Ridiculous 'Common Core Standards' give another example of how Arne Duncan's silly Race To The Top has become a mindless attack on teaching, learning, children — and simple common sense

[Editor's Note: The following piece was submitted to the Burlington [Vermont] Free Press ("My turn" section) by Substance Resistance News editor Susan Ohanian and addresses how the governors, and specifically Vermont Governor Douglas, is giving uncritical support to some of the more ridiculous programs being pushed by the U.S. Department of Education under former Chicago Schools CEO Arne Duncan. As readers will quickly see, this rush to incoherence in national education policy is not limited to Vermont].

Our [Vermont] Governor's Notion of Education Excellence By Susan Ohanian

U.S. Secretary of Education Arne Duncan (above) talks to reporters in May 2007 about a non-existent budget deficit in Chicago. Substance photo by George N. Schmidt.I learned from the Free Press (“Dinner at 1600", Feb. 23) that Governor Douglas' close relationship with President Barack Obama was on display when governors and spouses donned tuxedos and gowns for a four-course dinner at the White House. According to their website, the National Governors Association promotes visionary state leadership, shares best practices and speaks with a unified voice on national policy.

Lately, they've been speaking in unison on education. The New York Times reported that the Common Core Standards in math and reading endorsed and promoted by the National Governors Association and the Council of Chief State School Officers is “a bipartisan project at variance with the highly polarized political mood in Washington."

More to the point, it is a unilateral policy leaving out teachers, students, and parents. I’d like to know if Governor Douglas has read these "exemplar novels" listed in the standards for 11th graders: As I Lay Dying and Pride and Prejudice. Maybe a really good teacher can pull students through these novels, but we have to ask how many of these students will never pick up another novel as a result of the experience. I've always thought it was my calling as a teacher to help each student find a book that would knock his socks off, a book that will convince him he wants to read another one.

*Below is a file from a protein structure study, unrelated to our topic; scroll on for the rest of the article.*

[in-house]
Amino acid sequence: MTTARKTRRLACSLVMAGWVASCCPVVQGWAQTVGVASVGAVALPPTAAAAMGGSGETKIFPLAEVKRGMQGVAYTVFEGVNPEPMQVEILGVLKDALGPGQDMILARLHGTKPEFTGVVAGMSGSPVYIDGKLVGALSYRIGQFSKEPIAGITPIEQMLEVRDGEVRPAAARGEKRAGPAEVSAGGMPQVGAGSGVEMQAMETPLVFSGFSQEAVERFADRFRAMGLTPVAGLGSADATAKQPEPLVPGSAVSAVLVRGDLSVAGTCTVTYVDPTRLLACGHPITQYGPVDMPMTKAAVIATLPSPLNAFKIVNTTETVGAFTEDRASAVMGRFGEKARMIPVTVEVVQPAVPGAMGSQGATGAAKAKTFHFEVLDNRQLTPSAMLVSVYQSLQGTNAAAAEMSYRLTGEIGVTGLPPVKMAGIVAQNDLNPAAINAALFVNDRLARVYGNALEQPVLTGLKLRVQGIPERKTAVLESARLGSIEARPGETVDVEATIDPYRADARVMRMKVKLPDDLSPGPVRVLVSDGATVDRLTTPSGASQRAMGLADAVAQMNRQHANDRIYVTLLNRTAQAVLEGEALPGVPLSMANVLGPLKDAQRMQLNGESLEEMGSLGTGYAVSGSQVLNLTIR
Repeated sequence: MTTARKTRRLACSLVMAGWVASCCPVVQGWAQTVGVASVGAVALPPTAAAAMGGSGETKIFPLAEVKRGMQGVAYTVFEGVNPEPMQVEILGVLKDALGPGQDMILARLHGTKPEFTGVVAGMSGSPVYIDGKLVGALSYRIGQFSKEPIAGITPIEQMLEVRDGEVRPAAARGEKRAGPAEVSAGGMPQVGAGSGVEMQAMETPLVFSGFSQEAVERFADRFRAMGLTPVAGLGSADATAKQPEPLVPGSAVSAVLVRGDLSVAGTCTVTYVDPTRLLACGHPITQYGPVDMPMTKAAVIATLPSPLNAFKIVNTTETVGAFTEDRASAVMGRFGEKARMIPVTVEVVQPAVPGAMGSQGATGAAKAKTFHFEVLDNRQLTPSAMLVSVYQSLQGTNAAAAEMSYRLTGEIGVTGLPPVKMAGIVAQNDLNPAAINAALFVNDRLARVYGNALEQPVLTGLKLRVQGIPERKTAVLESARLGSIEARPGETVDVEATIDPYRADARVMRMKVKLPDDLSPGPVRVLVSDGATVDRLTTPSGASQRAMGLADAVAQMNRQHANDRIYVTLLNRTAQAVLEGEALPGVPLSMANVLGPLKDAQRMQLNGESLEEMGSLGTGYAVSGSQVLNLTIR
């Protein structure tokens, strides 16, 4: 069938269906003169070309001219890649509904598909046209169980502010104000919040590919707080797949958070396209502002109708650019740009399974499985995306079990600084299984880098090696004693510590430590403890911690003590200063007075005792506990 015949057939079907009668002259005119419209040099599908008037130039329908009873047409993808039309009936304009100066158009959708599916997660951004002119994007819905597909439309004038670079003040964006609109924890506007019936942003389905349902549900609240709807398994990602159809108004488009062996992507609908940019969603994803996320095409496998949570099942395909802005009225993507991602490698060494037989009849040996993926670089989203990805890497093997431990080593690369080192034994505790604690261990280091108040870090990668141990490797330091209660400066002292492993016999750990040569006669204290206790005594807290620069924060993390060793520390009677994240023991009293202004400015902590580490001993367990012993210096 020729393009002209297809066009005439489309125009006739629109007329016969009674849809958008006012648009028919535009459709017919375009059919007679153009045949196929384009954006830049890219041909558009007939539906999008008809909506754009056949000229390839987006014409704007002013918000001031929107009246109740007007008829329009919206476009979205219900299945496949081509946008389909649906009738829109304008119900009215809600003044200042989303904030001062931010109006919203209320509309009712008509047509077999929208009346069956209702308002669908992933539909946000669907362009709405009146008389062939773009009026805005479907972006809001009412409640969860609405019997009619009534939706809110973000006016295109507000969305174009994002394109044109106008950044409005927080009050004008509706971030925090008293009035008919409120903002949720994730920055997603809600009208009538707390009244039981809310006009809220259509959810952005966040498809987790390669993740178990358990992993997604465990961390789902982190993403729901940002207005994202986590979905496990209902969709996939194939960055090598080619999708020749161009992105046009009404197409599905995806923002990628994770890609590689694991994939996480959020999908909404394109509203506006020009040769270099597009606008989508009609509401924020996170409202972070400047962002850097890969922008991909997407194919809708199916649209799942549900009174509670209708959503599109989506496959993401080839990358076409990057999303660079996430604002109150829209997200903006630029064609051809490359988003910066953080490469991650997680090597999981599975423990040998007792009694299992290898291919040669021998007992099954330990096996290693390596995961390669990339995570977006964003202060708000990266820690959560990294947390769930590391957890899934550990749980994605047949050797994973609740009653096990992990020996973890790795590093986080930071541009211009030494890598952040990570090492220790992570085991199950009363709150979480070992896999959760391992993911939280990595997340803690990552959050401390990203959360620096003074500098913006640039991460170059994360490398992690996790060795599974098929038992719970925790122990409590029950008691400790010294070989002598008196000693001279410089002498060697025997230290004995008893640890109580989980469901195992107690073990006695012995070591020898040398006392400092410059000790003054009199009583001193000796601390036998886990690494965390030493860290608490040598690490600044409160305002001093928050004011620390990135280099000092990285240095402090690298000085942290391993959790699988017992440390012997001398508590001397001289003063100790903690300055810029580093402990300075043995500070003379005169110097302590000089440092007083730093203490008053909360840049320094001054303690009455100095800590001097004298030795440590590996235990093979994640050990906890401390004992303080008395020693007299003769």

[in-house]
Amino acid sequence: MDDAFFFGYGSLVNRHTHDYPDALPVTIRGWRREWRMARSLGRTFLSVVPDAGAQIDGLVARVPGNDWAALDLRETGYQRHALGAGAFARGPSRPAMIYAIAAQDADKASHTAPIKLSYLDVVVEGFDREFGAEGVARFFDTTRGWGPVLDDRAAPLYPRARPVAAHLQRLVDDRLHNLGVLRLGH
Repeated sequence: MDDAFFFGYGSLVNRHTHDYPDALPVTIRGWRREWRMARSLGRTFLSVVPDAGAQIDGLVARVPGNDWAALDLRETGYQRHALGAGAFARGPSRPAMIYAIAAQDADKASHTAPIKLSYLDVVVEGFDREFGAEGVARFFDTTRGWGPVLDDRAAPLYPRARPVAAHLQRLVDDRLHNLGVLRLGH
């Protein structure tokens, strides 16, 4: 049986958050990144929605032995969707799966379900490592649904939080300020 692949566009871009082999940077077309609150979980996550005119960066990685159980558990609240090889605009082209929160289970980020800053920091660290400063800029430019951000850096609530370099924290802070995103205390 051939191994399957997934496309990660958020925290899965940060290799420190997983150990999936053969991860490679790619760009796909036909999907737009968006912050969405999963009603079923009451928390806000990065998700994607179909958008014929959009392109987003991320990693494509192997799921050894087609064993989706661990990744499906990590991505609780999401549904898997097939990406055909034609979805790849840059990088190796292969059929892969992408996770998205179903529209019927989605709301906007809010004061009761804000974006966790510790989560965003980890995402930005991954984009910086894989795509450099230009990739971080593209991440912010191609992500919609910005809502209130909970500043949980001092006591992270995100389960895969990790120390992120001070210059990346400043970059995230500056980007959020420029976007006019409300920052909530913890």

And how about Wordsworth’s Preface to Lyrical Ballads (1800) as Exemplary Text, for 9th graders? How will this make them college- and career-ready? Will the average, or even the way-above-average 14-year-old grasp Wordsworth's great principle of emotion recollected in tranquility, which surely is antithetical to every adolescent psyche? Does Governor Douglas think 14-year-olds will embrace Wordsworth's declarations about the source of the sexual appetite, and all the passions connected with it? And if not, perhaps our Chief State School Officer might offer some ideas for differentiated teaching strategies.

Things are just as dicey for younger students. Here are two selections the National Governors Association and the Chief State School Officers offer as Exemplar Narratives for 6-8 graders: "Allegory of the Cave" from The Republic by Plato (380 BCE) translated by G.M.A. Grube and

"Address to Students at Moscow State University" by Ronald Reagan (1988).

In order to qualify for the pots of money President Obama is eager to hand out, states must accept 100 percent of the Standards document. They cannot pick and choose. Exercising any judgment based on what teachers know about kids is forbidden. To get the Obama bribe, state politicos must promise that schoolchildren will be forced to swallow ALL the Kool-Aid.

The governors, the chief state school officers, and President Obama insist these are "high-quality education standards," drawing on “the most important international models as well as research and input from numerous sources, including scholars, assessment developers, professional organizations, and educators from kindergarten through college. In their design and content, the Standards represent a synthesis of the best elements of standards-related work to date and an important advance over that previous work.” I say they're turnips and I say to hell with them.

The Common Core Standards in English Language Arts reveal great disrespect to teachers and disregard for students. Governor Douglas owes us an explanation—and maybe an apology. 


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